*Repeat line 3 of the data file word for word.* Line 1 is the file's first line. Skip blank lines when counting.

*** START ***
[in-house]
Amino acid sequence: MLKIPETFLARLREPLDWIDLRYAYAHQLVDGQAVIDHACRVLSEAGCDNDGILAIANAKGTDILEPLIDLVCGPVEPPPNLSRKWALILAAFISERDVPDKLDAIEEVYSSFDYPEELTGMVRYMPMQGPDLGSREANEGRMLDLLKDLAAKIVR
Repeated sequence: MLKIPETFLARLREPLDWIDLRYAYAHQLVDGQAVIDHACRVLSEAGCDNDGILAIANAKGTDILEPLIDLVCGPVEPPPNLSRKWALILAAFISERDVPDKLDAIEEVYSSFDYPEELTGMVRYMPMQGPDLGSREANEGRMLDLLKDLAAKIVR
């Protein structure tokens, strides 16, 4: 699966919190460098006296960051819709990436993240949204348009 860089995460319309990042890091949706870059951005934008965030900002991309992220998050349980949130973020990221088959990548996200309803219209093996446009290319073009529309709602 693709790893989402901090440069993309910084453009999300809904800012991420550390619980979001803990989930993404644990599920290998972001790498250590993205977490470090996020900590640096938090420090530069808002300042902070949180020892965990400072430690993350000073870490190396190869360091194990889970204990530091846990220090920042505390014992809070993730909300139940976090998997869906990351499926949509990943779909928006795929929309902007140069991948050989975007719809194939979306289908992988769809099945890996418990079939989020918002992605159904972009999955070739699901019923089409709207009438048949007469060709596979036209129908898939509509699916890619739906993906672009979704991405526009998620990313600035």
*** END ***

Repeated sequence: MLKIPETFLARLREPLDWIDLRYAYAHQLVDGQAVIDHACRVLSEAGCDNDGILAIANAKGTDILEPLIDLVCGPVEPPPNLSRKWALILAAFISERDVPDKLDAIEEVYSSFDYPEELTGMVRYMPMQGPDLGSREANEGRMLDLLKDLAAKIVR